For Gandhi, religion was a moral force, a quest for truth, a unifying force. For his detractors, it was a tool to divide
Mahatma Gandhi. Credit: Getty Images
In a self-explanatory note written in Young India, Mahatma Gandhi pictured his own persona aptly. “The politician in me has never dominated a single decision of mine, and if I seem to take part in it, it is only because politics encircles us like the coils of a snake from which no one cannot get out easily, and I have been experimenting with myself and my friends by introducing religion into politics.”
Becoming one among the masses, a majority of whom followed age-old caste/class-ridden practices, and embracing poverty as a philosophy of life, he converted a huge mass of people and made them his spiritual soldiers, making imperialist war weapons look hollow and breaking the jaws of the religion of power.
From Yeravada Jail in 1932, he sent a cable to his biographer William L Shirer. “My politics is derived from my religion. Those who say that religion has nothing to do with politics do not know what religion means.”
Though Gandhi, an unorthodox but devout Hindu, absorbed within himself the truths of other religions, he never believed ‘Heaven’ reserves a definite comfortable place to only those who believe in “my faith”. Though influenced by the New Testament, he writes in his autobiography that he would not believe that Jesus alone was the son of God. “If God should have sons, then all men are God’s sons. I accept Jesus as a martyr, an embodiment of supreme sacrifice, a great and divine teacher, but it is impossible for me to regard any religion as perfect, and I am convinced that Hinduism, with such defects precisely piercing into my eyes, is equally imperfect.” Neither did Gandhi accept the Muslim theory of the Last Prophet and the Final Book.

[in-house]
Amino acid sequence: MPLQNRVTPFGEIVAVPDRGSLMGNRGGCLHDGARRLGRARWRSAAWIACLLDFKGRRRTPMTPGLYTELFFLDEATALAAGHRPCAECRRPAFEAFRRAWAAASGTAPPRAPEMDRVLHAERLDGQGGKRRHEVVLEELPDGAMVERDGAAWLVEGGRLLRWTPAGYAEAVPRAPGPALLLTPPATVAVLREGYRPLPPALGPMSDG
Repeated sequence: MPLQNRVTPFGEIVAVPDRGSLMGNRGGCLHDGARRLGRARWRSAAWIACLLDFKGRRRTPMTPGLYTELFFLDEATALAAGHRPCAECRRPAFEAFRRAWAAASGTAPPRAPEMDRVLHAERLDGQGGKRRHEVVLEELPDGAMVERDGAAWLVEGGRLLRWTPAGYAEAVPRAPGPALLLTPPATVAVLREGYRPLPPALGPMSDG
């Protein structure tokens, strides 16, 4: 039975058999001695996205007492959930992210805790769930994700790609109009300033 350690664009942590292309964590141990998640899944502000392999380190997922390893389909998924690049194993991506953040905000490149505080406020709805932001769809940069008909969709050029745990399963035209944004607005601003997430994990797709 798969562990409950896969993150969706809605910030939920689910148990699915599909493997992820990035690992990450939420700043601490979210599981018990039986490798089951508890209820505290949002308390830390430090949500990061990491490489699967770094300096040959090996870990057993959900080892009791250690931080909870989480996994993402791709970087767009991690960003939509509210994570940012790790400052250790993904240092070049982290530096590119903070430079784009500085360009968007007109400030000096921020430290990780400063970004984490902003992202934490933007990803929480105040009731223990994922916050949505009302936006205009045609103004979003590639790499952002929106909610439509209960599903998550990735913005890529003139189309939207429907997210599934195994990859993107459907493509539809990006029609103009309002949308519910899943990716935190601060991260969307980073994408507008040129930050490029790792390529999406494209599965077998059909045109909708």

Mohammad Ali Jinnah, who wore a badge of secularism on his sleeve, was unsentimental in his homage to Gandhi when he was killed. Jinnah’s dry tribute that “Gandhi was one of the greatest men produced by the Hindu community” drew an aptly titled caption in New York Times, “Jinnah sorrows for his Hindu foe”. Jinnah started out as a constitutionalist who initially considered the idea of Pakistan an impossible dream, but gradually transformed himself to become so fanatical that against the pleadings of Lord Wavell, Gandhi’s several walk-ins into his grandly carpeted house, and many of his own followers’ requests, declared that he would prefer a moth-eaten Pakistan to living in Hindu-majority India. The atheist Jinnah wrote a new chapter in the history of India, making religion a great divider of hearts and minds.
As the Pakistani-origin writer Ishtiaq Ahmed noted in his well-researched book on the founder of Pakistan, “Jinnah, with his unexplainable malice, bordering on psychopathic disorder, against Gandhiji and Pandit Nehru, declared almost a war against whoever opposed the creation of Pakistan…Jinnah’s disenchantment with Congress and Gandhiji were not ideological but personal and strategic-tactical. With Gandhiji’s rise, the Congress was inclusively harmonised and became such a mass movement that he found it difficult to adjust and was not willing to play second fiddle and allow a Hindu like Gandhiji to become the ‘leader of Muslims’.”